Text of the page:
Many producers of dry bulk solids, who have traditionally shipped their products in drums, boxes or rigid totes, want to take advantage of the financial benfits of converting to bulk bags.
However, it is often difficult to convert every customer at once. That means that for at least some period of time bulk bags and the legacy package(s) must be filled.
The problem is how do you handle having to fill multiple packages with multiple packaging machines?
Changeover can be a significant challenge particularly if your current packaging machine is not portable. Production scheduling and the time required to simply change from the existing packaging machine to the bulk bag filler can be barriers that prevent companies from benefiting from bulk bags.
What's the answer?
A multiple-package filling machine. Purchasing a bulk bag filler that also fills drums or boxes or rigid totes - or ALL of these packages - is feasible and economically very attractive.
Filling multiple packages on one machine requires more up front capital as compared to a machine designed to fill only bulk bags. However, the operational benefits of using a single machine that automatically changes its configuration to fill up to four different packages are significant.
Just think, no delays for changeovers AND you can satisfy those customers who have not yet converted to bulk bags. A good deal I think. Plus, there's the financial benefits that immediately hit your bottom line from converting to bulk bags... but that's another story!
We often run across bulk bag users who subscribe to the idea that bulk totes MUST be inflated before filling.
It's understandable why this common practice exists and why it persists: through-pallet densification FIBC fillers.
A through-pallet bulk bag filler is characterised by the bag resting on a pallet throughout the fill cycle. As you can imagine, if a bulk bag is attached to the filler and left to drape randomly on the pallet prior to filling, it is possible - perhaps likely - that the bag will become twisted or folded on itself and not fill properly. Hence, bags are often inflated prior to filling when a through-pallet filler is used.
While inflating a big bag is generally a good idea with this kind of bulk bag handling equipment, it takes time during the filling cycle and adds capital cost. However, there is an alternative.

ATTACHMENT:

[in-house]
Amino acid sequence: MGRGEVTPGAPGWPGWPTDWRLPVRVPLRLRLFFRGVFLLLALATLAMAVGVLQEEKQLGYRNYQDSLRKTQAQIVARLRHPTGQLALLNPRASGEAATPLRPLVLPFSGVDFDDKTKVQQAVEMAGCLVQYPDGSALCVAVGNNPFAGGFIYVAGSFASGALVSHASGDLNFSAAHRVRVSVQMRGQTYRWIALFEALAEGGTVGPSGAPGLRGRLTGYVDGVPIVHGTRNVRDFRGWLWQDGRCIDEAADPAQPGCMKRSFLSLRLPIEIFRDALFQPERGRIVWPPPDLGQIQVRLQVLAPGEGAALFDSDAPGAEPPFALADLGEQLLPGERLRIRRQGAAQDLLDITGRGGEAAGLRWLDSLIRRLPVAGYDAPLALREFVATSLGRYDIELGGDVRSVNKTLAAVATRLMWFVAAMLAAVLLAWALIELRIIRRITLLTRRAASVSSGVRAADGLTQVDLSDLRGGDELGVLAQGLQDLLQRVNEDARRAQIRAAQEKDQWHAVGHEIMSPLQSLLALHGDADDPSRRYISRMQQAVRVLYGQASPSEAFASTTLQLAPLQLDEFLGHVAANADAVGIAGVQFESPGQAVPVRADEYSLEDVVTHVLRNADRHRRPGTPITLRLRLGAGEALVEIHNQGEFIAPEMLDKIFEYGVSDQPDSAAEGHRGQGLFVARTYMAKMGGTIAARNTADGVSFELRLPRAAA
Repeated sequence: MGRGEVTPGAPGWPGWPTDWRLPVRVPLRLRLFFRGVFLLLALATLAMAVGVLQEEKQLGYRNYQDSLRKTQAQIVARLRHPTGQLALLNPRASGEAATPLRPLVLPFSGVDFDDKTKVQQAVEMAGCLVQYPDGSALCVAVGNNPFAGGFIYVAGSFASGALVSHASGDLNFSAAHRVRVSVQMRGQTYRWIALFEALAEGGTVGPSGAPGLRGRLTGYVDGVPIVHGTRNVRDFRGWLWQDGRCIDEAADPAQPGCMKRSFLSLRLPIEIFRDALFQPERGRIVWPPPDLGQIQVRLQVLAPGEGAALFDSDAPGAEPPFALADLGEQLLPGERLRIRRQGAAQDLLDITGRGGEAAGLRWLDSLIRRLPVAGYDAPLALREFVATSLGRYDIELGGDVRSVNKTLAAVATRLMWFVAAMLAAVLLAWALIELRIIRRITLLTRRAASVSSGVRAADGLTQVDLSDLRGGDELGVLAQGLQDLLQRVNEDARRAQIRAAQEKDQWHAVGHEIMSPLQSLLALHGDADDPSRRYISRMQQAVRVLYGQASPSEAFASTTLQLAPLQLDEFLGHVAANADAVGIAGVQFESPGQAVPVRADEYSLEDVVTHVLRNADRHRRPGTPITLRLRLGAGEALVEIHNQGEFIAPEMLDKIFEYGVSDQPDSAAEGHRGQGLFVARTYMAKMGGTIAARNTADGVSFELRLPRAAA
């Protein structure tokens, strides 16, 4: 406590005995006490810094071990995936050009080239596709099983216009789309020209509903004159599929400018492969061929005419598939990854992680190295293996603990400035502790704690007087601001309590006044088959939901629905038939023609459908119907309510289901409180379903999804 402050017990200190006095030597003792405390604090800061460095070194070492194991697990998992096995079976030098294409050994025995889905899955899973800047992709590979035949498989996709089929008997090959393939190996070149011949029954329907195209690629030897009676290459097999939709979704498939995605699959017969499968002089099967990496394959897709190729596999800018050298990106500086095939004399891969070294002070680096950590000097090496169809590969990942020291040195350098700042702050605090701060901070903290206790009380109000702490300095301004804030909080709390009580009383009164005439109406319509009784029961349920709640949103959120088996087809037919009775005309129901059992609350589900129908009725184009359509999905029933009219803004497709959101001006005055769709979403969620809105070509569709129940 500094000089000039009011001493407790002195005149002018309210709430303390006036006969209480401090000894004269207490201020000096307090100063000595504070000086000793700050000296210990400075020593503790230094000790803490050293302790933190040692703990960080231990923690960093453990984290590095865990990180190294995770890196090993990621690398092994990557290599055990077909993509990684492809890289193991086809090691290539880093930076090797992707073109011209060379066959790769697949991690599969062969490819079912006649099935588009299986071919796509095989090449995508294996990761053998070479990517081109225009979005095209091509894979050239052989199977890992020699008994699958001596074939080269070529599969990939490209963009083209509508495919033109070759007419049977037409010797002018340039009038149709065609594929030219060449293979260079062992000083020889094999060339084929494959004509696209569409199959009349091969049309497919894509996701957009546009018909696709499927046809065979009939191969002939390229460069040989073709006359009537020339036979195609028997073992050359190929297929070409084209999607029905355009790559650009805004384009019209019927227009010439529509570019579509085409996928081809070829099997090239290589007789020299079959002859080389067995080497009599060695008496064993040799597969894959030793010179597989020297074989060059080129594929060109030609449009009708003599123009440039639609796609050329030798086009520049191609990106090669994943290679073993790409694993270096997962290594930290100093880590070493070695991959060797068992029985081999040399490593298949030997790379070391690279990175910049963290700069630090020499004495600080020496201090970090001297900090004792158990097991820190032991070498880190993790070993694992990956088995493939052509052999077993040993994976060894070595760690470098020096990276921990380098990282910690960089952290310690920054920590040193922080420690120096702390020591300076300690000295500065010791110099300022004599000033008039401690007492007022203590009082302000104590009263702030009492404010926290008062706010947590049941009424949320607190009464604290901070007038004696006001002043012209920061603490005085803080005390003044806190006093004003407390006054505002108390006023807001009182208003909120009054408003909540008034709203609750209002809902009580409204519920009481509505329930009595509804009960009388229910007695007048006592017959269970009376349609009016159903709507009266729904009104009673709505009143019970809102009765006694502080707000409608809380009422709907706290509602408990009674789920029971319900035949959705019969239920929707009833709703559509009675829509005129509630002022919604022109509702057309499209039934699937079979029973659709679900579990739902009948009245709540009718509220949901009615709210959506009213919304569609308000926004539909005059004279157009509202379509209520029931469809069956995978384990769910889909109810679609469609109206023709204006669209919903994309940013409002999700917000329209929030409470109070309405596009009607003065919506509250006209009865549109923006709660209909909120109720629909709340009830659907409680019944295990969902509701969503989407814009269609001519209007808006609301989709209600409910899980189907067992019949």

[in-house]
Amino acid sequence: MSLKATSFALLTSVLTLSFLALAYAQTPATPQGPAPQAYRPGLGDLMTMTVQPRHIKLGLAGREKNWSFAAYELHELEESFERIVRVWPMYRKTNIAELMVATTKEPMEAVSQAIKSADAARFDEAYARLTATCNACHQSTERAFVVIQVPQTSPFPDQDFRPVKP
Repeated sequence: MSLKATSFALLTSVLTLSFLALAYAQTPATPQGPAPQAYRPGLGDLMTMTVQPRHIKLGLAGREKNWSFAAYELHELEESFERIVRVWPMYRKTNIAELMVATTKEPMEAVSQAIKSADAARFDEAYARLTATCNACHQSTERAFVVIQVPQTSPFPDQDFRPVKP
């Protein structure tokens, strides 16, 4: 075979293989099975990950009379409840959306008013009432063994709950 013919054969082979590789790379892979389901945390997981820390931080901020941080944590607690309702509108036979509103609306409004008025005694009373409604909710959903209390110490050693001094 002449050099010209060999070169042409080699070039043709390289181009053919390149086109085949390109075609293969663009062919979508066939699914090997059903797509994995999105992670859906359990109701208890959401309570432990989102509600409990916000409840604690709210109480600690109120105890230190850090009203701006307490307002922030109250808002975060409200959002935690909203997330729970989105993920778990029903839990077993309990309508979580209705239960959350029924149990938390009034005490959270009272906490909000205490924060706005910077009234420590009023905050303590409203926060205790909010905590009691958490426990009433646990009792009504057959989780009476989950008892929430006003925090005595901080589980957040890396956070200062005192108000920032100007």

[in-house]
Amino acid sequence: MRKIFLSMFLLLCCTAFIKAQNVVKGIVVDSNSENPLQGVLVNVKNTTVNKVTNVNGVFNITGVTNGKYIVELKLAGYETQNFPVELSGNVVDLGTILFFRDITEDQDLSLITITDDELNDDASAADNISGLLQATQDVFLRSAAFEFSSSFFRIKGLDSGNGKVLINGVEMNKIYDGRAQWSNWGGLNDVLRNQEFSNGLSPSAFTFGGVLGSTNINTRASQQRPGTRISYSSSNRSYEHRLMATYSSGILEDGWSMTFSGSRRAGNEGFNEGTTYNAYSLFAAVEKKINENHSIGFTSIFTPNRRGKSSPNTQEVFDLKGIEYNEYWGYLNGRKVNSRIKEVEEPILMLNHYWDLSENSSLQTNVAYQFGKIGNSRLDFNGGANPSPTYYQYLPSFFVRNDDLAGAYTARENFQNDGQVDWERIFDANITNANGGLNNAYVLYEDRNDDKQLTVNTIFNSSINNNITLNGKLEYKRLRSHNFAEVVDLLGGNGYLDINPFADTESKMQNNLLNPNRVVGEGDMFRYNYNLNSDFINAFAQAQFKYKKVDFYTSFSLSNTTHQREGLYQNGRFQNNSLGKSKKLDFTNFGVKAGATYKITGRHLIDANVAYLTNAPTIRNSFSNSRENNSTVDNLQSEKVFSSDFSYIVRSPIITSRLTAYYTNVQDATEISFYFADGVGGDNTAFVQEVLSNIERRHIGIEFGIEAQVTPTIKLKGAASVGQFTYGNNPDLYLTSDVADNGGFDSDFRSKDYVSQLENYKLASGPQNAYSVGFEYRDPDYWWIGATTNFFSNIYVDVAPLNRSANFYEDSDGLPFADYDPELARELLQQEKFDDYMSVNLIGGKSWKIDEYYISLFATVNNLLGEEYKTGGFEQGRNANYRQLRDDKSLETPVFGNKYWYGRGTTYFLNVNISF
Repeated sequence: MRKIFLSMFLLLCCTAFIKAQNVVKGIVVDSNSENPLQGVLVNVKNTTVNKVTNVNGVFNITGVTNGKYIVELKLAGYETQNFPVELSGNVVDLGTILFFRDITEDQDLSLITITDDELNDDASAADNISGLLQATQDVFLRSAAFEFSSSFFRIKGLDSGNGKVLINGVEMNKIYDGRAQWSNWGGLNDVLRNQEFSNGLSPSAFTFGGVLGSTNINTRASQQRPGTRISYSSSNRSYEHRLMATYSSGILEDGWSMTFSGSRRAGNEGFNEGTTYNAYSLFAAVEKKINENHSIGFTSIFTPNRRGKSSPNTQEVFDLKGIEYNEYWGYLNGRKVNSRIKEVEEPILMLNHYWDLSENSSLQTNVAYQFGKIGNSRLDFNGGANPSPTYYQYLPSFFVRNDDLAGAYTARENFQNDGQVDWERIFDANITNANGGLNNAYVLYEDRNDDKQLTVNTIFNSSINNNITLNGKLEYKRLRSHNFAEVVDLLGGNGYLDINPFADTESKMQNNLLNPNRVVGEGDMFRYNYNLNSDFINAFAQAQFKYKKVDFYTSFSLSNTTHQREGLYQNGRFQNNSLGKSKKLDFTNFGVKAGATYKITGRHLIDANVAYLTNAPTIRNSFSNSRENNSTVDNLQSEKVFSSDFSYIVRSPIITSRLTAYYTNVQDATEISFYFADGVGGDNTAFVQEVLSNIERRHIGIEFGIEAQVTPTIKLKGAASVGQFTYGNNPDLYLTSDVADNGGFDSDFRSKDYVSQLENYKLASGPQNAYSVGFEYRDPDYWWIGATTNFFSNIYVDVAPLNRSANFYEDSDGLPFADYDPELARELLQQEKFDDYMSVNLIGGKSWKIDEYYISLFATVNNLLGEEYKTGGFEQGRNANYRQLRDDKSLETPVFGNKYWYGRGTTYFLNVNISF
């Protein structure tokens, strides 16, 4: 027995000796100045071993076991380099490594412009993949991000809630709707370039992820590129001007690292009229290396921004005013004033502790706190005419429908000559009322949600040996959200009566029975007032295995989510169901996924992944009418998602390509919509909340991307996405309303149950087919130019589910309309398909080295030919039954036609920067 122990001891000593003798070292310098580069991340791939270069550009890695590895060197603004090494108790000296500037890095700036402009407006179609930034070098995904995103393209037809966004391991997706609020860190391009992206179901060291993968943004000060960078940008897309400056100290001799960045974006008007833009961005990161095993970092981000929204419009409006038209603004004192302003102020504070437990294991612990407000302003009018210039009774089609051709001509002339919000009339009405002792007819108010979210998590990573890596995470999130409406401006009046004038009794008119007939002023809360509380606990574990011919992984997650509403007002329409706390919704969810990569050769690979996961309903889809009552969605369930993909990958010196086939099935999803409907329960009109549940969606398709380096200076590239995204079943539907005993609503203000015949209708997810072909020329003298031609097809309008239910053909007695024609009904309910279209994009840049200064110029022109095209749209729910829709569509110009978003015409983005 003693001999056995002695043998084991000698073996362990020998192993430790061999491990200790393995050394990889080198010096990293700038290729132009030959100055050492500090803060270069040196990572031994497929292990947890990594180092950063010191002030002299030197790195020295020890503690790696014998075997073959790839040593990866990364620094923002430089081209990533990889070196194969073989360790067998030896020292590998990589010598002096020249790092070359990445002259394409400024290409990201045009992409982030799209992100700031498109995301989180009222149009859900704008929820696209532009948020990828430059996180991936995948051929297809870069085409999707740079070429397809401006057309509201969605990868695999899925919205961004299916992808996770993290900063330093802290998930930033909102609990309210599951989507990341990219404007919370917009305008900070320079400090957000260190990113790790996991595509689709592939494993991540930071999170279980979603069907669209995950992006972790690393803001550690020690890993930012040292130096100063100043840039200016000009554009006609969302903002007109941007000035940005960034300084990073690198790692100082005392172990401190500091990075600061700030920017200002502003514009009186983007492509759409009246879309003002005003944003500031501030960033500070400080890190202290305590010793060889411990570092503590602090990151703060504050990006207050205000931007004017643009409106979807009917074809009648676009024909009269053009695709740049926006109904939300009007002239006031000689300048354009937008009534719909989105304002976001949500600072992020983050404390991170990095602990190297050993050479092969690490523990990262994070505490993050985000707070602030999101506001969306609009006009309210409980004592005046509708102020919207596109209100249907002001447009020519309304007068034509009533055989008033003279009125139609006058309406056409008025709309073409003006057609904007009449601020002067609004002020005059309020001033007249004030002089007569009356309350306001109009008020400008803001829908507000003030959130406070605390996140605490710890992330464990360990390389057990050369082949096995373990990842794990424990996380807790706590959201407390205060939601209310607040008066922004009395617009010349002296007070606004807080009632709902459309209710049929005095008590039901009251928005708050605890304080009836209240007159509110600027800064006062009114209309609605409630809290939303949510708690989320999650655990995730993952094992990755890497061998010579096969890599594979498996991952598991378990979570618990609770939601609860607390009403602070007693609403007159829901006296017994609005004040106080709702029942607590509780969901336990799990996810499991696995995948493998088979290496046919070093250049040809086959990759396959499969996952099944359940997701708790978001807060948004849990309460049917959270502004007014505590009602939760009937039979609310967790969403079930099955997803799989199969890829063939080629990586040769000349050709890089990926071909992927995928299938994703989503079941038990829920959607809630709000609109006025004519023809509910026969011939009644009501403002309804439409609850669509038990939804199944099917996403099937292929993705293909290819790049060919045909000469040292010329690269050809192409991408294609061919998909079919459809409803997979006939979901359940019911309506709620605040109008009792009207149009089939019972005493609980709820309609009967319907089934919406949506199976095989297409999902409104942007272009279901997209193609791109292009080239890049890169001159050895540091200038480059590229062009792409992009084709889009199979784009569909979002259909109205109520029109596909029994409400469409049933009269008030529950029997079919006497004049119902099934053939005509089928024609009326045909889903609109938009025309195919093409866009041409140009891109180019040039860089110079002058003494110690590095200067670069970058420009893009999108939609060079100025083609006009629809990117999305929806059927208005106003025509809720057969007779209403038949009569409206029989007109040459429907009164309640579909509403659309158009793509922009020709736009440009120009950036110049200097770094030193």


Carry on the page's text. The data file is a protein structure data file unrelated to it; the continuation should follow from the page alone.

If you use a filler that features hang filling - the bag hangs from its loops for about half the time it is being filled - you don't have to inflate your bulk bags.
A key characteristic of this type of filler is that a pallet is NOT in the machine while it is filling bulk bags. Because the bag is not in constant contact with a pallet and because the bag is hung from its loops, you don't have to worry about poor performance from not using inflation.
With a hang filling bulk bag loader the ONLY time you need to use inflation is if your bags contain loose tubular liners.
Stacking bulk bags CAN be done safely. There are a few things to carefully consider before attempting to stack FIBCs, but if you do your homework and if testing conducted with your product and bulk bags proves they can be safely stacked, the increase in warehouse efficiency can be a remarkable financial benefit.
Here are the things to consider before attempting to stack bulk bags:
- Is the nature of your product conducive to stacking? Some dry bulk solids are easily fluidized and behave like a liquid, others densify like a brick. Where does your product fit within this spectrum?
- Are your bulk bags properly designed to facilitate stacking? Unique bulk bag designs exist with features specifically aimed at aiding stacking stability such as stand up loops, strategically placed gussets, etc. Do you need these features?
- Is your filling equipment up to the task? Does your filling equipment densify your product enough to produce a safe and stable FIBC capable of being stacked?
The best way to determine the answers to the above questions is to work with your big bag and filling equipment vendors. They should be able to conduct tests that will prove that your product can be stacked safely in bulk bags.
Regarding benefits, double stacking doubles your storage space utilization. Triple stacking improves warehouse efficiency by another third. And, quadruple stacking - yes it can be done! - reduces your bulk bag storage footprint by a factor of four compared to not stacking at all.
As you can see stacking bulk bags can provide a huge improvement in warehouse efficiency and profit improvement. If you're interested contact your bulk bag and equipment suppliers and get stacking!
Do you sell your product in bulk bags by a standard weight per bag? Do you know how much product you are giving away for free?
If you sell your dry bulk solid product in bulk bags according to a standard weight per bag, you are almost certainly overfilling each bag to avoid short-shipping your customer.
The critical quesiton is: on average, how much is the overfill? 10 lb? 15lb? 25? 300lb? Don't laugh, we have witnessed bulk bags being consistently filled 200-300 lb over their target weight.
If you don't know how much over the target weight you are filling your bags, find out NOW.
And, be aware that it's not difficult to minimize the average overfill to +/- 2-5 lb.
For example, if your current overfill is 10 lb and you reduce it to 2 lb, the 8 lb difference is put into the next bag and paid for instead of being given away for free as it is now.
Accounting-wise, that shows up as incremental recovered revenue, which falls straight to the bottom line as incremental profit.
Do yourself a favor, determine your average overfill - right away! If it's over 5 lb you can significantly improve your profitability by rethinking and reworking your bulk bag weighing system.
Bulk bags, FIBCs, bulk totes - call them what you will - are usually sized to contain one ton or metric ton of dry bulk solid material.
However, we've seen bulk bag payloads as small as a few hundred pounds and as big as 5,000 lb and more. That being said, you may be surprised at how often we are asked the size of 'standard' bulk bags - as if there is only one size.